|Publication number||US6009223 A|
|Application number||US 08/922,006|
|Publication date||Dec 28, 1999|
|Filing date||Sep 2, 1997|
|Priority date||Sep 2, 1997|
|Also published as||CA2245845A1, EP0903595A2, EP0903595A3|
|Publication number||08922006, 922006, US 6009223 A, US 6009223A, US-A-6009223, US6009223 A, US6009223A|
|Inventors||Ronald E. Arizpe|
|Original Assignee||Siecor Corporation|
|Export Citation||BiBTeX, EndNote, RefMan|
|Patent Citations (5), Referenced by (20), Classifications (10), Legal Events (4)|
|External Links: USPTO, USPTO Assignment, Espacenet|
The present invention relates to a bracket that provides for both strain relieving and managing of optical fiber jumpers.
Fiber distribution frames and wall mount cabinets are commonly used items of optical hardware for the interconnection of optical fiber jumpers with other jumpers and optical fiber cables. One common design of optical hardware includes connector panels that may include 6 to 12 connector adapters that receive optical fiber connectors in a mating relationship. A cabinet or frame may include several of these panels so that anywhere up to a hundred or so jumpers may be extending from the hardware. These jumpers then need to be routed to other locations. The orderly management of these jumpers is needed to prevent a "rat's nest" from forming on the optical hardware and allow for access and tracing of the jumpers. Optical hardware commonly uses rows of flexible fingers that define routing spaces for jumpers to aid in management of the jumpers. However, a common drawback of some optical hardware is the lack of any strain relief for the jumpers. Therefore a need exists for a means to provide for strain relief of optical fiber jumpers while still allowing for management of the jumpers. Additionally, because space is typically at a premium in optical hardware, a need exists for the strain relieving to be provided in a manner that takes up minimal space in the hardware and that is easy to use by installers of the optical hardware.
One aspect of the present invention provides a bracket assembly for both managing and strain relieving optical fiber jumpers. The assembly comprises a bracket with a length portion defining a top surface extending longitudinally between a first end and a second end and having a width between a first edge and a second edge. The bracket has a tie portion extending laterally from the first edge at the first end to define a free edge. The tie portion defines at least one hole adjacent the free edge defining a web between the hole and the free edge. The hole is sized to allow threading of a cable tie therethrough. The assembly also has at least one fanning finger block mounted on the top surface and has a plurality of fanning fingers defining a line of routing spaces along the top surface for receiving jumpers routed therethrough. The hole in the tie portion is located relative to the line of routing spaces such that it would be disposed generally underneath a jumper that is routed through the routing spaces in a direction generally perpendicular to the length portion from the side of the bracket opposite the tie portion and curved within minimum bend radius constraints to run parallel with the length portion and over the tie portion.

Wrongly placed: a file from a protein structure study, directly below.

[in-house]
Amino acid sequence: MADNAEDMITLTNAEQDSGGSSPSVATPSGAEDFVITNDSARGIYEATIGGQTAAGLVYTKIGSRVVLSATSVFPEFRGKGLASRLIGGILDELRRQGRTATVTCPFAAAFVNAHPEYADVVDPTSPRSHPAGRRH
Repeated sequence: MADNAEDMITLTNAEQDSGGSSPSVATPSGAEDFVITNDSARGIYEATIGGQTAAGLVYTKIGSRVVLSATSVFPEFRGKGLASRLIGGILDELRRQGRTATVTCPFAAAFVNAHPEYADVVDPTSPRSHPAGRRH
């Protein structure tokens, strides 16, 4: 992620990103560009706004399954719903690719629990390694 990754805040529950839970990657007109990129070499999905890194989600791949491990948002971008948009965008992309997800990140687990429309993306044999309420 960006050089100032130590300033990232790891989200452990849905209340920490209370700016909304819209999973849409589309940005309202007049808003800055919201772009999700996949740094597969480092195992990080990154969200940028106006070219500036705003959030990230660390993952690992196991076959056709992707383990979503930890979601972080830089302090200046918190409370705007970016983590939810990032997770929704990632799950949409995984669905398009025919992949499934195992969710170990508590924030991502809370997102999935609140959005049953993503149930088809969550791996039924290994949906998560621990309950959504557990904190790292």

Another aspect of the present invention provides a bracket assembly for strain relieving optical fiber jumpers. The assembly comprises a bracket having a planar tie portion having a free edge. The tie portion defines a series of holes therethrough and each hole is sized to allow threading of a cable tie therethrough. The free edge defines a series of cut-outs adjacent the series of holes and defines a web between each hole and its respective cut-out. The bracket also has a mounting portion extending perpendicularly from the tie portion terminating at a free end for mounting to a suitable surface so as to define a clearance space sufficient to allow threading of a cable tie through one of the holes to tie jumpers to the top of the tie portion when the bracket is installed on the surface.
FIG. 1 is a perspective view of a wall mount optical hardware cabinet containing the preferred embodiment of the bracket of the present invention; and
FIG. 2 is an exploded perspective view of the preferred embodiment of the bracket of the present invention.
With reference to FIGS. 1-2, the preferred embodiment of bracket assembly 10 of the present invention is shown. FIG. 1 shows wall mount cabinet 12 as an example application for bracket assembly 10. Cabinet 12 has housing 14 defining interior 16 where optical fibers 18 from cables 20 are separated out, connectorized with connectors 22 and connected to first side 23 of connector adapters 24 on adapter panels 26 that are removably mounted to side walls 28 of housing 14. Second side 30 of adapters 24 extend outside of housing 14 into routing channel 32 to which connectors 34 of jumpers 36 are connected. Jumpers 36 are then routed away from panels 26 through channel 32 to another location. Door 38 closes over channel 32 to protect the connections of jumpers 36 to adapters 24. Housing 14 has back side 40 that extends beyond housing 14 and has surface 42 outside of housing 14.